Our priorities are to address the Pillars of Successful Reentry after incarceration or a criminal conviction which includes housing, employment, health care, education and civic engagement.
Clean Slate Initiative
On October 13, 2020, Public Act 193 of 2020 was signed into law with an effective date of April 11, 2021. This act included a group of bills collectively known as the “Clean Slate” package. These bills have impacted the rules and procedures an individual may use to have prior convictions set aside. In addition to making several changes to the existing paper application processes and eligible offenses, the Clean Slate package also created a process to automatically set aside certain convictions without an application.
The new automatic process required the Michigan State Police (MSP) to make technical changes to the Criminal History Record (CHR) database. To make those changes, the legislation provided for a two-year development process, making the effective date April 11, 2023.
Nation Outside has been working on expungement reform since the 2020 passage of Clean Slate in Michigan. In 2021, we made history by partnering with the Attorney General's office, Supreme Court Chief Justice, Bridgette McCormick, and the Genesee County Sheriff Department to execute the largest single day expungement fair in Michigan's history, with over 741 Marijuana Expungements.
Automated Process to Notify Courts
The MSP engaged the Department of Technology Management and Budget (DTMB) to develop the automated program for setting aside eligible convictions within the CHR database. In addition, the statute requires the MSP make all set asides within the database accessible to each court in the state. To accomplish this, beginning April 11, 2023, the MSP will be notifying the courts daily and providing a file, via secure transfer, of all eligible convictions that have been set aside in the MSP CHR database.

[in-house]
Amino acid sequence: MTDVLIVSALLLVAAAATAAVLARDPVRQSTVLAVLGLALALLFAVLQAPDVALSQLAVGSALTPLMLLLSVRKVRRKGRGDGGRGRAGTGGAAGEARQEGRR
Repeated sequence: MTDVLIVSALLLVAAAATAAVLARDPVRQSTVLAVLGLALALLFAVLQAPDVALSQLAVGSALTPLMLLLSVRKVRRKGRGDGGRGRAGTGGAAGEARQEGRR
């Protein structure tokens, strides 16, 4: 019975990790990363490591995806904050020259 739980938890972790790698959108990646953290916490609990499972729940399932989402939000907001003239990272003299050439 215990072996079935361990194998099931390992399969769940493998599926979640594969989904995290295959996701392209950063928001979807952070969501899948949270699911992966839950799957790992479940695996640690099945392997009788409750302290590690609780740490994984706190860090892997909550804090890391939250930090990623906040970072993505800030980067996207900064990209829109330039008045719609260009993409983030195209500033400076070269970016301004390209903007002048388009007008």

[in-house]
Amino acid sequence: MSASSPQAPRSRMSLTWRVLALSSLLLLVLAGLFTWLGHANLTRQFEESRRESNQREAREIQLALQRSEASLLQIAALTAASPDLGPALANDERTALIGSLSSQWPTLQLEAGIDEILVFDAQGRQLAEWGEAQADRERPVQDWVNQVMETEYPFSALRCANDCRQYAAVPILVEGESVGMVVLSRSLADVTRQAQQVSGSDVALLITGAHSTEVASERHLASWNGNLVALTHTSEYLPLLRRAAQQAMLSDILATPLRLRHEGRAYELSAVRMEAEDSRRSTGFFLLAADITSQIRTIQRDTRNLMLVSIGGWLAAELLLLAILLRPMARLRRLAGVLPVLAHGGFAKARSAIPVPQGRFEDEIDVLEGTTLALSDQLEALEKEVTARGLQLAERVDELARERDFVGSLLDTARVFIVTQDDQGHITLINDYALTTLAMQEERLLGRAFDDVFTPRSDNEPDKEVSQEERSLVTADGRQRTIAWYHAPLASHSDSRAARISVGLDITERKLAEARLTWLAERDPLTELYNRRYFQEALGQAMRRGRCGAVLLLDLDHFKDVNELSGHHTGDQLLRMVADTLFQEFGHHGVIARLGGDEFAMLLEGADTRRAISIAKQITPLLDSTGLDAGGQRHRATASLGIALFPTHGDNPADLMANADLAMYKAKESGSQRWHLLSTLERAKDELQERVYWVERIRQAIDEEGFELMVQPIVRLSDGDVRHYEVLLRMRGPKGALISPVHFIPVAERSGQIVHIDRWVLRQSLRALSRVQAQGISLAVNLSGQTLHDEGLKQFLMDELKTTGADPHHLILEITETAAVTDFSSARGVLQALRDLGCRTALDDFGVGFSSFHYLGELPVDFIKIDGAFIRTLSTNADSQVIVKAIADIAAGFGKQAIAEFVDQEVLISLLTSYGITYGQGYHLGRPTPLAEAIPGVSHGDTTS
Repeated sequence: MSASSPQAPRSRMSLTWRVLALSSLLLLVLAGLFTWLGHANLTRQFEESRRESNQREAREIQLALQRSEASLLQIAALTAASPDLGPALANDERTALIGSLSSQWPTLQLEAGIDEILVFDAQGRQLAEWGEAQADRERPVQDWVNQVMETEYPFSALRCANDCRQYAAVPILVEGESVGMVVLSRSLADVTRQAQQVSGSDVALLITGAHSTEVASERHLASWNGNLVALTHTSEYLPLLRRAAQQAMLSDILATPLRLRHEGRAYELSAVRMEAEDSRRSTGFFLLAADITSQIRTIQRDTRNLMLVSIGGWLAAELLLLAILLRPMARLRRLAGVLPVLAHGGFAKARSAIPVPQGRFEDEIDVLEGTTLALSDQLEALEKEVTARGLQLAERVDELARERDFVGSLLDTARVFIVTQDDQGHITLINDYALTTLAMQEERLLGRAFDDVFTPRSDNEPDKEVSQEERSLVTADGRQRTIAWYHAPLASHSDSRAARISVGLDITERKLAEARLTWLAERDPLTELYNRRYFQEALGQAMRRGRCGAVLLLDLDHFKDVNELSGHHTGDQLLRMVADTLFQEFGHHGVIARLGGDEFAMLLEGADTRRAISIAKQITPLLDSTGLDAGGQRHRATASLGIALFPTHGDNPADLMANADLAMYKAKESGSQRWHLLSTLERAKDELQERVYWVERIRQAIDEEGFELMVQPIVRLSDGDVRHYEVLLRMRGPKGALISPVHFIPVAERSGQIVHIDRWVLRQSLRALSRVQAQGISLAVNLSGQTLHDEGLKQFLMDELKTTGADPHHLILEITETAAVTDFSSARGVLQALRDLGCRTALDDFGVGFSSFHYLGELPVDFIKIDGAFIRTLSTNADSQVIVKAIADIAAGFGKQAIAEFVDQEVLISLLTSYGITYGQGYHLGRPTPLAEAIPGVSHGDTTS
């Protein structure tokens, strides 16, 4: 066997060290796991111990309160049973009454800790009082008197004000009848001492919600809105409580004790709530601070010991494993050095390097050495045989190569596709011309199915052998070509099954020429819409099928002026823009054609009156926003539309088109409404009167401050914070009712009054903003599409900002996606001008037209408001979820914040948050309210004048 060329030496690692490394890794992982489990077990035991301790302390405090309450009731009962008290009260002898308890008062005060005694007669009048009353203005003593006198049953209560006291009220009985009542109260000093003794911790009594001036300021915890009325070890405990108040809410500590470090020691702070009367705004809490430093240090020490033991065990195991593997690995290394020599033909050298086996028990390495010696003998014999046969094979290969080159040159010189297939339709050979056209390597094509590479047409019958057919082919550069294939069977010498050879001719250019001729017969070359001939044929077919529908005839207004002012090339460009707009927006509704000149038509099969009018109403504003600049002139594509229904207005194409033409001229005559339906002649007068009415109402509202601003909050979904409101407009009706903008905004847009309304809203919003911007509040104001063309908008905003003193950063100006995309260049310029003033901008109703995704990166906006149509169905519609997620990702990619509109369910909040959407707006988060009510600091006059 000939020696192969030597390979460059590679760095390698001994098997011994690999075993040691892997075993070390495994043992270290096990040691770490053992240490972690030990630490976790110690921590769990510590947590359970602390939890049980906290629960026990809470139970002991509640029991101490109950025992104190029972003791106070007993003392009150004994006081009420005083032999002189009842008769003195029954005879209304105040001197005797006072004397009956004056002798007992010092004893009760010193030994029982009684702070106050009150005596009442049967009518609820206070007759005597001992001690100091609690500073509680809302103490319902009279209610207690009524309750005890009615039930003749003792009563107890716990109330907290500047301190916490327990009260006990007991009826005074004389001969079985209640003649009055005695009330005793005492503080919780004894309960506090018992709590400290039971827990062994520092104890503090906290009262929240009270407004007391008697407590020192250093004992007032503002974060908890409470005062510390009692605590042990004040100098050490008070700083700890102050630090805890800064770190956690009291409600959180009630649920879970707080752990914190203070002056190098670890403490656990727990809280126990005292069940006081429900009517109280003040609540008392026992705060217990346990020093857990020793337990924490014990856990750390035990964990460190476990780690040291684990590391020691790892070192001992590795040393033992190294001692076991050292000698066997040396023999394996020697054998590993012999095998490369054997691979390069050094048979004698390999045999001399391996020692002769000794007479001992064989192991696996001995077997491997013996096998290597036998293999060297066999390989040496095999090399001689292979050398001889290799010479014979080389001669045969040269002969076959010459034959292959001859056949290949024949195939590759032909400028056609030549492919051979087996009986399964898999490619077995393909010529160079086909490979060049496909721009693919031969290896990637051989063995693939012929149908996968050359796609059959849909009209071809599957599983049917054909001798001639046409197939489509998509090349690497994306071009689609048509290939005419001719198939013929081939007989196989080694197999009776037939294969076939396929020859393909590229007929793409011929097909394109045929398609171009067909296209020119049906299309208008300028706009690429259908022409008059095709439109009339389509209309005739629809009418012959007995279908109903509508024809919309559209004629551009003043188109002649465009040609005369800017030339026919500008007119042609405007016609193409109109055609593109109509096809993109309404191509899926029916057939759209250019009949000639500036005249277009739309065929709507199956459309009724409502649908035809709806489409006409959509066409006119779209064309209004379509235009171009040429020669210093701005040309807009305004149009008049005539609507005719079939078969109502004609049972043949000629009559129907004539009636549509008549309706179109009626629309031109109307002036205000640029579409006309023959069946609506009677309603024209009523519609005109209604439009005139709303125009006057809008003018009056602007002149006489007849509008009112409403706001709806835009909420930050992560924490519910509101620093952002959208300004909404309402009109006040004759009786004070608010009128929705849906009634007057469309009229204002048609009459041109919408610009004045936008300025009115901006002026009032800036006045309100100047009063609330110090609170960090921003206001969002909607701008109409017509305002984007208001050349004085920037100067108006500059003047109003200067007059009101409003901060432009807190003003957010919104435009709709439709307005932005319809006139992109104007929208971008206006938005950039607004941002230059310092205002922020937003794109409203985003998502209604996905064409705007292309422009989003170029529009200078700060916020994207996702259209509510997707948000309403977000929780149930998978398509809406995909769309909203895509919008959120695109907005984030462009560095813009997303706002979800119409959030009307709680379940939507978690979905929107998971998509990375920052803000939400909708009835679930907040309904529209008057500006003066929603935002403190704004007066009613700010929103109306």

Set Asides May Require Application, Some are Automatic
While some individuals will be eligible for setting aside convictions by application, individuals with certain types of misdemeanor or felony records could or will additionally qualify to have convictions set aside automatically.
Beyond the Box:
For most people applying to college can be a lengthy and oftentimes confusing process, but for people who have been impacted by the criminal legal system, college applications can be impossible. College admission applications often force people with criminal records to relive some of the hardest days of their lives, and the process reminds them that they may be rejected solely based on past mistakes.
Higher education institutions should voluntarily remove the box from their admission applications as a way to disrupt the cycle of injustice by opening up opportunities to people that have been historically discriminated against and marginalized.
BAN THE BOX:
FAIR CHANCE HIRING
In Michigan private employers are allowed to discriminate against a large section of the population with criminal histories, denying them employment based solely on their criminal record.
A study by the Bureau of Justice says that three of every four people released from prison were rearrested within a five-year period. Of those rearrested, 89% were unemployed.
No one should be banned from participation in society because of their criminal history. Ban the Box policies are good for individuals, businesses, communities, and the state
FAIR CHANCE HOUSING ORDINANCE
Recent research has shown that formerly incarcerated people are 10 times more likely to
experience homelessness than the general population. “Fair Chance Housing” ordinance seeks to expand housing opportunities for people with records who have served their time and are seeking to provide for themselves and their families.
Trauma Informed Peer Led Reentry, Workforce, Training/Certification & Mentoring Model (TIPLR)
Nation Outside undertook a thorough and inclusive design process to develop the TIPLR program, incorporating feedback from hundreds of stakeholders, including impacted people, their families, and community organizations.
By providing returning citizens with the empathetic connections, information, and resources they need
to REMAIN & THRIVE in their communities, we are addressing part of our larger strategy to create sustainable funding streams for statewide peer led reentry work, establish industry standards for reentry focused peer mentoring, and create economic mobility for justice involved people through workforce development.